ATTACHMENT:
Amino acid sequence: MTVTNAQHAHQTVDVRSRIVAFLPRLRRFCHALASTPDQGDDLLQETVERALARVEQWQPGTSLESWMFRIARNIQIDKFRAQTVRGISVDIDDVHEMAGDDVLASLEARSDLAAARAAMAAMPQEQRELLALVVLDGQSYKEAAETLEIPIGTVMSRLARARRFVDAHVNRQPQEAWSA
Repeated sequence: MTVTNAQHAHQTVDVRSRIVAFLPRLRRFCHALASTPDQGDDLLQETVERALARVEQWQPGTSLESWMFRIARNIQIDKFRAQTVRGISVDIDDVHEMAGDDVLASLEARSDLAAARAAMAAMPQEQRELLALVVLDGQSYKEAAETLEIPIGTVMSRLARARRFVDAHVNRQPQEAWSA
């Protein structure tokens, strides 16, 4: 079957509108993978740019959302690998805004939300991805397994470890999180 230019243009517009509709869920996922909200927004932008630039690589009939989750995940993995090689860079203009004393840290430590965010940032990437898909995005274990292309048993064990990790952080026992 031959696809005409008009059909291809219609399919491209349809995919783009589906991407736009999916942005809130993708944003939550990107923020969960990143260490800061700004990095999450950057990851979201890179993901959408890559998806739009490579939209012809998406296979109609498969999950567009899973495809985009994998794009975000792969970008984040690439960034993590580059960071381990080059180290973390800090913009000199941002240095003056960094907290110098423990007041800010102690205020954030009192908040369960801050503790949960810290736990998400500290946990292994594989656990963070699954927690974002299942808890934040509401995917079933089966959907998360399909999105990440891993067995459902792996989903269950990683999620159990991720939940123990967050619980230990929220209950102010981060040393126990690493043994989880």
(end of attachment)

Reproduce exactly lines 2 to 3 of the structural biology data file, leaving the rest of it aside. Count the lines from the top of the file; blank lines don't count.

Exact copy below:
Repeated sequence: MTVTNAQHAHQTVDVRSRIVAFLPRLRRFCHALASTPDQGDDLLQETVERALARVEQWQPGTSLESWMFRIARNIQIDKFRAQTVRGISVDIDDVHEMAGDDVLASLEARSDLAAARAAMAAMPQEQRELLALVVLDGQSYKEAAETLEIPIGTVMSRLARARRFVDAHVNRQPQEAWSA
């Protein structure tokens, strides 16, 4: 079957509108993978740019959302690998805004939300991805397994470890999180 230019243009517009509709869920996922909200927004932008630039690589009939989750995940993995090689860079203009004393840290430590965010940032990437898909995005274990292309048993064990990790952080026992 031959696809005409008009059909291809219609399919491209349809995919783009589906991407736009999916942005809130993708944003939550990107923020969960990143260490800061700004990095999450950057990851979201890179993901959408890559998806739009490579939209012809998406296979109609498969999950567009899973495809985009994998794009975000792969970008984040690439960034993590580059960071381990080059180290973390800090913009000199941002240095003056960094907290110098423990007041800010102690205020954030009192908040369960801050503790949960810290736990998400500290946990292994594989656990963070699954927690974002299942808890934040509401995917079933089966959907998360399909999105990440891993067995459902792996989903269950990683999620159990991720939940123990967050619980230990929220209950102010981060040393126990690493043994989880």